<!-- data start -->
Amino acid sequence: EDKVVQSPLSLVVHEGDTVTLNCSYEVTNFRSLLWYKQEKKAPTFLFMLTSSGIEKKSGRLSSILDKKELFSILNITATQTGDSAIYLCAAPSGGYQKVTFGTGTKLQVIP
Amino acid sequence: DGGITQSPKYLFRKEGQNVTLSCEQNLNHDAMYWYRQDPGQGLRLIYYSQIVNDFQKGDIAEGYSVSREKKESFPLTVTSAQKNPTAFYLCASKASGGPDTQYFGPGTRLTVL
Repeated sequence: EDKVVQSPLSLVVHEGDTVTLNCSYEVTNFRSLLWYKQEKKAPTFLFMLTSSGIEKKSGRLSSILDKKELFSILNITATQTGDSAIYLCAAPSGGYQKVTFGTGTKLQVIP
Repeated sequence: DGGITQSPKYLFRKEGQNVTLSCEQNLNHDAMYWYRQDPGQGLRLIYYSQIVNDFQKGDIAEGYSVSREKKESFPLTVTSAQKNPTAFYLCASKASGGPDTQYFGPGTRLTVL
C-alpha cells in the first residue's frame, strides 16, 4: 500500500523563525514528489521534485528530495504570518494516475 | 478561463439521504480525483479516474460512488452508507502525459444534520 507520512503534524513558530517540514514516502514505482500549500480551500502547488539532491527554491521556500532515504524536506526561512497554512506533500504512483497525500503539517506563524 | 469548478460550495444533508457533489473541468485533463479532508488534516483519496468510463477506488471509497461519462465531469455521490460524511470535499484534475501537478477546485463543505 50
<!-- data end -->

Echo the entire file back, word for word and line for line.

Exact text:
Amino acid sequence: EDKVVQSPLSLVVHEGDTVTLNCSYEVTNFRSLLWYKQEKKAPTFLFMLTSSGIEKKSGRLSSILDKKELFSILNITATQTGDSAIYLCAAPSGGYQKVTFGTGTKLQVIP
Amino acid sequence: DGGITQSPKYLFRKEGQNVTLSCEQNLNHDAMYWYRQDPGQGLRLIYYSQIVNDFQKGDIAEGYSVSREKKESFPLTVTSAQKNPTAFYLCASKASGGPDTQYFGPGTRLTVL
Repeated sequence: EDKVVQSPLSLVVHEGDTVTLNCSYEVTNFRSLLWYKQEKKAPTFLFMLTSSGIEKKSGRLSSILDKKELFSILNITATQTGDSAIYLCAAPSGGYQKVTFGTGTKLQVIP
Repeated sequence: DGGITQSPKYLFRKEGQNVTLSCEQNLNHDAMYWYRQDPGQGLRLIYYSQIVNDFQKGDIAEGYSVSREKKESFPLTVTSAQKNPTAFYLCASKASGGPDTQYFGPGTRLTVL
C-alpha cells in the first residue's frame, strides 16, 4: 500500500523563525514528489521534485528530495504570518494516475 | 478561463439521504480525483479516474460512488452508507502525459444534520 507520512503534524513558530517540514514516502514505482500549500480551500502547488539532491527554491521556500532515504524536506526561512497554512506533500504512483497525500503539517506563524 | 469548478460550495444533508457533489473541468485533463479532508488534516483519496468510463477506488471509497461519462465531469455521490460524511470535499484534475501537478477546485463543505 50